*Suburbia costs all of us in national health, arable land use and personal welbeing.

  20. I’m always late, so no one will see this. But…

    Downtown Boise has the grid and the tree lined streets with detached sidewalks. You cannot duplicate that in Meridian. A downtown grid is the very opposite of suburbia.

    Yet, the downtown grid is slowly disappearing into super blocks. Historic preservationists focus their efforts on single entity buildings without looking at the big picture that’s the historic grid which ties together those old buildings with easy walkability.

    Preservationists always lament the loss of old Boise old buildings, but what about the loss of the grid at The Grove? Now St Lukes, having already confiscated Bannock, wants to do the same with Jefferson. JUMP will forever disconnect North 10th from South 10th and make Broad St. a dead end before it needs to be.

    Bodo is the last time streets were opened instead of closed. Bodo has been successful, it’s hard to argue otherwise.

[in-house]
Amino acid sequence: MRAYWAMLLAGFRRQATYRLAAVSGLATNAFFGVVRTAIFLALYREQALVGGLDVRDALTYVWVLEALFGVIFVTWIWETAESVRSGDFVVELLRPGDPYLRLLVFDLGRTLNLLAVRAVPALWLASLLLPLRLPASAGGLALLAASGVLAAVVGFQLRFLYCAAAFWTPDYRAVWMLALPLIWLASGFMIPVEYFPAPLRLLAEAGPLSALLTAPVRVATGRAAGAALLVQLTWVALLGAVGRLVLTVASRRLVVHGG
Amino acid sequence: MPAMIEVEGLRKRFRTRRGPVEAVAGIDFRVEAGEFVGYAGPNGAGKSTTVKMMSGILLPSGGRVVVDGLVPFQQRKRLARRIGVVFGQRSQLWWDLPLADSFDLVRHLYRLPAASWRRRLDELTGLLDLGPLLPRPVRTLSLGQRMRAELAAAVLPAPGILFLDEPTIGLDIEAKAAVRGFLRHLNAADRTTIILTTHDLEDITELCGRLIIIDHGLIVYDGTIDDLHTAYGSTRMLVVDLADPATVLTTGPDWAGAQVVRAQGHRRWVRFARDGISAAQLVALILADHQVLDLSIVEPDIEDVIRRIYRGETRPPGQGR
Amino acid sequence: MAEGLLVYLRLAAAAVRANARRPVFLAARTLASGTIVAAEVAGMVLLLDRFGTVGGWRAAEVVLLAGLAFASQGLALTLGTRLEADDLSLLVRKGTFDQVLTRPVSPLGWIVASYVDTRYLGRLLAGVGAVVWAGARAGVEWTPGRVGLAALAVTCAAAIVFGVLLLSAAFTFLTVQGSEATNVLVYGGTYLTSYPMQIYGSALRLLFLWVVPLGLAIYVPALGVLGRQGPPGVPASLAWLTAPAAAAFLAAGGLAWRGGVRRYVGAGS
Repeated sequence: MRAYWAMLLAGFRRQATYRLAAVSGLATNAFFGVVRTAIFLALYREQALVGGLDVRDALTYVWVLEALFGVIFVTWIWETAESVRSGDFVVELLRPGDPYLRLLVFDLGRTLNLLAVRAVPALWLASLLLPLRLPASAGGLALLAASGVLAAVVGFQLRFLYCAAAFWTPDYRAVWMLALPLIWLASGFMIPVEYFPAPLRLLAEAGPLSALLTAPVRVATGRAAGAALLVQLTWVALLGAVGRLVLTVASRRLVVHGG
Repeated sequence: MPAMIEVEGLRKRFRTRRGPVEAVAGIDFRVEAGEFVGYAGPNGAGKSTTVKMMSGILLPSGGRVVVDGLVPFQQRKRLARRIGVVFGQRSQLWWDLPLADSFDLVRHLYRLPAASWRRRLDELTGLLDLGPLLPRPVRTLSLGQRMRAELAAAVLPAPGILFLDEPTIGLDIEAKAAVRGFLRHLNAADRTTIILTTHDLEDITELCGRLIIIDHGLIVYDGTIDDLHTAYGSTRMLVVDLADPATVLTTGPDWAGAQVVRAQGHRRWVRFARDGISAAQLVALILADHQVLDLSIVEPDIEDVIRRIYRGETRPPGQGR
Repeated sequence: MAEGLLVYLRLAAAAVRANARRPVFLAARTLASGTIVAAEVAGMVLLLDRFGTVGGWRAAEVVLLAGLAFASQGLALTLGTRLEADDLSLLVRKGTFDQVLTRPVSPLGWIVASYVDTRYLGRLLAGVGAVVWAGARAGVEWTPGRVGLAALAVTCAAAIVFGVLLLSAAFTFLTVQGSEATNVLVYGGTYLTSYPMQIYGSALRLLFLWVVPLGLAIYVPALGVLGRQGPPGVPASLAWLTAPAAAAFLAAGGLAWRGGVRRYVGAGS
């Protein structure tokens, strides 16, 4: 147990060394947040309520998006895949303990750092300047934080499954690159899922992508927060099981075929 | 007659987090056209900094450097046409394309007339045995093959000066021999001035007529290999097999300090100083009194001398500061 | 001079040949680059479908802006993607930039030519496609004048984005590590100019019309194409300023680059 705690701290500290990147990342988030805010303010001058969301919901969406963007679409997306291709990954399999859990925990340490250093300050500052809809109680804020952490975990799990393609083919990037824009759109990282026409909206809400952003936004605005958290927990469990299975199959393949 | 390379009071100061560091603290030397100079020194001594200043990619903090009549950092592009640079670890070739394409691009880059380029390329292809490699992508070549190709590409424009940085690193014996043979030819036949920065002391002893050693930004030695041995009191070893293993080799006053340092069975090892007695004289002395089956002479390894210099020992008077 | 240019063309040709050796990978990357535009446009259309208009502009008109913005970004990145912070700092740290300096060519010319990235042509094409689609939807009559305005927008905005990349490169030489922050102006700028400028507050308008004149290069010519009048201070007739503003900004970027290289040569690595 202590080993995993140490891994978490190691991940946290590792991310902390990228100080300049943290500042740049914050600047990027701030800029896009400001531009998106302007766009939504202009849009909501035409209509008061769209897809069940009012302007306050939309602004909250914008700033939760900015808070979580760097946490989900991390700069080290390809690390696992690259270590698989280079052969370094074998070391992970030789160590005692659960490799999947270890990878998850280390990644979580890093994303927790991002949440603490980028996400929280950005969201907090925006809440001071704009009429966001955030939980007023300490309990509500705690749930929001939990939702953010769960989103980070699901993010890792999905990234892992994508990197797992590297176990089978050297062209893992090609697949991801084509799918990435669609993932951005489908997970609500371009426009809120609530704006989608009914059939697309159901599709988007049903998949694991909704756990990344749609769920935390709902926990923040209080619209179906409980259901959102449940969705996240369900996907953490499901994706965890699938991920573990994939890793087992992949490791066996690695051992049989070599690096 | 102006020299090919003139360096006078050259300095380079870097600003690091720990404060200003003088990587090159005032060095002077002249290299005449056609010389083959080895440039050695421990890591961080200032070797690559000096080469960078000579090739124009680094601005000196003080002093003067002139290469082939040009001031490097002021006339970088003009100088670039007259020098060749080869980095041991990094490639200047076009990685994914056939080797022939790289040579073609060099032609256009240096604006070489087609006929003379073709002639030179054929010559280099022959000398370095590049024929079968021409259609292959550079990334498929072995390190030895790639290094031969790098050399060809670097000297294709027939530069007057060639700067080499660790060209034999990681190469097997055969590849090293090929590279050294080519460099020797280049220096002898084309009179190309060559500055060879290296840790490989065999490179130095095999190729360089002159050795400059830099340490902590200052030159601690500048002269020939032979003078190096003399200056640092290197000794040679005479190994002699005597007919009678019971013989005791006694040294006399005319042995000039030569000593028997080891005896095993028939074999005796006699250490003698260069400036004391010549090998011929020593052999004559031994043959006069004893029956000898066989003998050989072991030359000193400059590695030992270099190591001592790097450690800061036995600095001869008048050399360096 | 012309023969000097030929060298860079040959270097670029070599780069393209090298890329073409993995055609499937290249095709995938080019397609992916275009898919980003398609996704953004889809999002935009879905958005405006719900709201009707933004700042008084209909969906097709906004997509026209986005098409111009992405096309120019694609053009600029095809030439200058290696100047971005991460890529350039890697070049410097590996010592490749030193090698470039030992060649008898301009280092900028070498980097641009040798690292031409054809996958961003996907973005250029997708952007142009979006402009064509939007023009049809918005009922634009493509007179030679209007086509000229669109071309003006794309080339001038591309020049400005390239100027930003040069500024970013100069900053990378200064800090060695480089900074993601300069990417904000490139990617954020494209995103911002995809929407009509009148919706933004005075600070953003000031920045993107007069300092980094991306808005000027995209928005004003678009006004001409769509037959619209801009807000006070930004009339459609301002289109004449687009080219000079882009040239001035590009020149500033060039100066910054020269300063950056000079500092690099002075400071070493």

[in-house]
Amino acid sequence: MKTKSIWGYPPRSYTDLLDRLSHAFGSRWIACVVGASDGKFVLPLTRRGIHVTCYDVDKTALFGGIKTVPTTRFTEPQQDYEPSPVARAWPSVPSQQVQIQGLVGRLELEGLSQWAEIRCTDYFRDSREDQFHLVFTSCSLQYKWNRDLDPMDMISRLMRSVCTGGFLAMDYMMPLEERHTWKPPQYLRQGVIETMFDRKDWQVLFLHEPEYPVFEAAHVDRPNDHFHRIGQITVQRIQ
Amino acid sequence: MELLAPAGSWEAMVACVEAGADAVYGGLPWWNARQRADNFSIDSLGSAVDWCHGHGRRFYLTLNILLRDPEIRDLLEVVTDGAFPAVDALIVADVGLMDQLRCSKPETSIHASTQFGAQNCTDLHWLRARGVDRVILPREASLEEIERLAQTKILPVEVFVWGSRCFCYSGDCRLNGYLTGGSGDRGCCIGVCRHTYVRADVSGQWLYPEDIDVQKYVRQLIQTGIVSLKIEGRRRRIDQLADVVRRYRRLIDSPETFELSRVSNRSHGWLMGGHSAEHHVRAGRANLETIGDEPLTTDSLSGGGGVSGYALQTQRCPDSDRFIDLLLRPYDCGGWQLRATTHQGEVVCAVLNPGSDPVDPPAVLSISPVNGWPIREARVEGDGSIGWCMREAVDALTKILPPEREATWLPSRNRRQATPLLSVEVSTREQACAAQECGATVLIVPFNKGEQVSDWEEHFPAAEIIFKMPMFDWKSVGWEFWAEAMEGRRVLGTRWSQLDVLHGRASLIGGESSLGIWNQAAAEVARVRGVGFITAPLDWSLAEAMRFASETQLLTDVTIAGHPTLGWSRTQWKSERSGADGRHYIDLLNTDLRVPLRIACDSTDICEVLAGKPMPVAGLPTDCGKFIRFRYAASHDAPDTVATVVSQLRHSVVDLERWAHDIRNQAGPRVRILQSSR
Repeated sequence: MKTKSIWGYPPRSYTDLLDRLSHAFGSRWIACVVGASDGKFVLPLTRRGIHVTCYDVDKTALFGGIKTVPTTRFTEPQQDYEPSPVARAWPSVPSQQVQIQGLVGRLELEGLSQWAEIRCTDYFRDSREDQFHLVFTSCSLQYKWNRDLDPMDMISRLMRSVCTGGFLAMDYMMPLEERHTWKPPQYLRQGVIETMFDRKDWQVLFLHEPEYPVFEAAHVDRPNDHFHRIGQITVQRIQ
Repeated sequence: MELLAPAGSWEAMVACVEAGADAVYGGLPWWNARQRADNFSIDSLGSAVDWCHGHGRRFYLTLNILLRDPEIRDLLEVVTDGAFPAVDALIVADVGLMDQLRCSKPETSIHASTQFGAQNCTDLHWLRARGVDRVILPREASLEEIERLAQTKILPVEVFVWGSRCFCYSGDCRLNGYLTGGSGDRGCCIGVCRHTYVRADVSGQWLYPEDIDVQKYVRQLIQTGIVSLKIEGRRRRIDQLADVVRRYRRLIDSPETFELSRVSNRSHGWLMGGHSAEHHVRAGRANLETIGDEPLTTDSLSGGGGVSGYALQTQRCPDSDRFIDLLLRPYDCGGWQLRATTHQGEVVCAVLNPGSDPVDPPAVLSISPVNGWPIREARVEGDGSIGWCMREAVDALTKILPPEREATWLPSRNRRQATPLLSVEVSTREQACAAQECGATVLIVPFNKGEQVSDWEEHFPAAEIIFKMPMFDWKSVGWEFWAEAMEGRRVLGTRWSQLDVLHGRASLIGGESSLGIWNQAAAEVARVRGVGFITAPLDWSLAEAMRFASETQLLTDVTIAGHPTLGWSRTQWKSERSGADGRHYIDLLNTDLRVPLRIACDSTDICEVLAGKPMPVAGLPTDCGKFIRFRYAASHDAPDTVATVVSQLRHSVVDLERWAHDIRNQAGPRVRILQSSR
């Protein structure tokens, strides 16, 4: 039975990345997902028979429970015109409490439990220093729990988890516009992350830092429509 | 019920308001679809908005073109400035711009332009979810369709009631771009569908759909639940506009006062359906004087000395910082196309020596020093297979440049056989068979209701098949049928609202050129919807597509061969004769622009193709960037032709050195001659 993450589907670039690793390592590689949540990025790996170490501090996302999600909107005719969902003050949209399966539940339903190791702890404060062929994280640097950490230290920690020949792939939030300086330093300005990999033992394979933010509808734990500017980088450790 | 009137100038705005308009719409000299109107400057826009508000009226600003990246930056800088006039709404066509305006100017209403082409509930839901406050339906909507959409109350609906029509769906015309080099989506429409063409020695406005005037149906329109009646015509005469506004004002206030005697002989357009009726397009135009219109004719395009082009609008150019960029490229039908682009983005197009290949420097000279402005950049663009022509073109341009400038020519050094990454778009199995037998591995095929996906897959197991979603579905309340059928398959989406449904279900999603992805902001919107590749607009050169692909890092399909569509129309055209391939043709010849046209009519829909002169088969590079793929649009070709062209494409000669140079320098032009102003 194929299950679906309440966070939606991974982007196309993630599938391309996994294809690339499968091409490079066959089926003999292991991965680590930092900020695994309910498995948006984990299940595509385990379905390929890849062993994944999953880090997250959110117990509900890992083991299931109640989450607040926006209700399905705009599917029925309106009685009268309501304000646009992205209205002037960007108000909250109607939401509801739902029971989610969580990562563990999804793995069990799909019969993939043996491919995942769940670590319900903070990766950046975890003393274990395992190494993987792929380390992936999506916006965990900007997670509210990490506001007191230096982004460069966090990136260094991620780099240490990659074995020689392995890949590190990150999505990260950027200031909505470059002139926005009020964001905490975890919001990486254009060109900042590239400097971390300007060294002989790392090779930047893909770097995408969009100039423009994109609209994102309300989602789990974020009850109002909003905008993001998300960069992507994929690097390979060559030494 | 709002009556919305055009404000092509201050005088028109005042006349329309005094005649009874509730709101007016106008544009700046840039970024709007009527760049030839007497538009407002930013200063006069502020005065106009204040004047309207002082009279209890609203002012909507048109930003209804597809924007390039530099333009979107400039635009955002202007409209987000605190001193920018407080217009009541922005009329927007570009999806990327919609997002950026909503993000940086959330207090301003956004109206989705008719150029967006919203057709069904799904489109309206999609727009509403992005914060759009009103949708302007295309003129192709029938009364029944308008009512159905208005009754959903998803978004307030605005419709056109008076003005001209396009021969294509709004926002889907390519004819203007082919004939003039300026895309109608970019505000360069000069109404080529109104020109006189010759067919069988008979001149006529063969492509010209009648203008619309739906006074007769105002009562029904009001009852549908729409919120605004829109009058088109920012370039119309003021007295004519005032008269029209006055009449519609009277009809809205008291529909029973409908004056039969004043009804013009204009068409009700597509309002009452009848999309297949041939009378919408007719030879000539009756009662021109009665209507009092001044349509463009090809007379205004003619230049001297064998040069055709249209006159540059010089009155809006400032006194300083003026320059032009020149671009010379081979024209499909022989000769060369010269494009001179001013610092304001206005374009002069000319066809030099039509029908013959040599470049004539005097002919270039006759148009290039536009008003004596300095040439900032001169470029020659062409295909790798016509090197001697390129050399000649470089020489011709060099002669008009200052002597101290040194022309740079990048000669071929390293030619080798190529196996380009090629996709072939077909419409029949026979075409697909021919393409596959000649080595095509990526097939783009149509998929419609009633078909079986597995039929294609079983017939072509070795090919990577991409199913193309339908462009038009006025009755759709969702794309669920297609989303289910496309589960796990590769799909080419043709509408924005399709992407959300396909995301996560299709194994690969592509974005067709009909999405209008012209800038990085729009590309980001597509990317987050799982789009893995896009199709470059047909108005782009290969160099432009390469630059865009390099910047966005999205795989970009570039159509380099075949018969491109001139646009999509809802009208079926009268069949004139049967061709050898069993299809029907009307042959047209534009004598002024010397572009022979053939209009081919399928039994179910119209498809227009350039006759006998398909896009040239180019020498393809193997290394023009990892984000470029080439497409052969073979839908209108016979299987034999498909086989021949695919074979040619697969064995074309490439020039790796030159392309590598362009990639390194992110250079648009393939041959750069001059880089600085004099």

Guardian, you want a quainter downtown? Demand that the street grid be preserved and closed streets reopened. Don’t let Gardner forever ruin the Grove St. corridor with a building. When people come to their senses, they’ll want a continuous Grove St back.

  21. Tucker Anderson
    Dec 12, 2013, 9:58 am

    Broad Street actually has some potential for a great development corridor and compliment BODO. JUMP could act as an anchor at one end while there could be opportunity for an anchor at the other end besides Winco (a suburban store in an urban environment).

    This street right now seems to becoming offices, but desperately needs some future mixed use office/retail development to help support the street life and create a walk-able section of downtown. This location could then support some downtown residences